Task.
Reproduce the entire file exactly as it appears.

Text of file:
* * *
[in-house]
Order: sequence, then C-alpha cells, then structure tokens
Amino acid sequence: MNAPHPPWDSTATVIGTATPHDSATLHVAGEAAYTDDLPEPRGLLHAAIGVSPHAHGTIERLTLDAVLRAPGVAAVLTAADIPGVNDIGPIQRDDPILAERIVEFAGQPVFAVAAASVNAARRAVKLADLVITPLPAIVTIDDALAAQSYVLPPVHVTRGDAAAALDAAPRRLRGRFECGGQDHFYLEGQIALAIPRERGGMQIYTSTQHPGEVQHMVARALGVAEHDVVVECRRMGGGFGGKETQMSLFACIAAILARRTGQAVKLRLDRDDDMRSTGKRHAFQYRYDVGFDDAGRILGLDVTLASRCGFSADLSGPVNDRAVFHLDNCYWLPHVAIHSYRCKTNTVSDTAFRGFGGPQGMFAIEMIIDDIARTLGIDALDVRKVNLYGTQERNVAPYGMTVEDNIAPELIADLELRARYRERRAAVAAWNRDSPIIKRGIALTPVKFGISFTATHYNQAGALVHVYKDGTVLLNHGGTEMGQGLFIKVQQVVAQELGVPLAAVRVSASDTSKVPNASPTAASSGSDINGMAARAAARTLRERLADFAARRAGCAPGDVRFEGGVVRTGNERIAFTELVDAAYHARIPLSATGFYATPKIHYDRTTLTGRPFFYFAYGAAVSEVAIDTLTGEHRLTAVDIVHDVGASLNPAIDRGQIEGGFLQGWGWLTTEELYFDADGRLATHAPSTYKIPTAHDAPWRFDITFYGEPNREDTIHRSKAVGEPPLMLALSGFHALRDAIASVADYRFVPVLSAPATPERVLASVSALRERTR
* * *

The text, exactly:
[in-house]
Order: sequence, then C-alpha cells, then structure tokens
Amino acid sequence: MNAPHPPWDSTATVIGTATPHDSATLHVAGEAAYTDDLPEPRGLLHAAIGVSPHAHGTIERLTLDAVLRAPGVAAVLTAADIPGVNDIGPIQRDDPILAERIVEFAGQPVFAVAAASVNAARRAVKLADLVITPLPAIVTIDDALAAQSYVLPPVHVTRGDAAAALDAAPRRLRGRFECGGQDHFYLEGQIALAIPRERGGMQIYTSTQHPGEVQHMVARALGVAEHDVVVECRRMGGGFGGKETQMSLFACIAAILARRTGQAVKLRLDRDDDMRSTGKRHAFQYRYDVGFDDAGRILGLDVTLASRCGFSADLSGPVNDRAVFHLDNCYWLPHVAIHSYRCKTNTVSDTAFRGFGGPQGMFAIEMIIDDIARTLGIDALDVRKVNLYGTQERNVAPYGMTVEDNIAPELIADLELRARYRERRAAVAAWNRDSPIIKRGIALTPVKFGISFTATHYNQAGALVHVYKDGTVLLNHGGTEMGQGLFIKVQQVVAQELGVPLAAVRVSASDTSKVPNASPTAASSGSDINGMAARAAARTLRERLADFAARRAGCAPGDVRFEGGVVRTGNERIAFTELVDAAYHARIPLSATGFYATPKIHYDRTTLTGRPFFYFAYGAAVSEVAIDTLTGEHRLTAVDIVHDVGASLNPAIDRGQIEGGFLQGWGWLTTEELYFDADGRLATHAPSTYKIPTAHDAPWRFDITFYGEPNREDTIHRSKAVGEPPLMLALSGFHALRDAIASVADYRFVPVLSAPATPERVLASVSALRERTR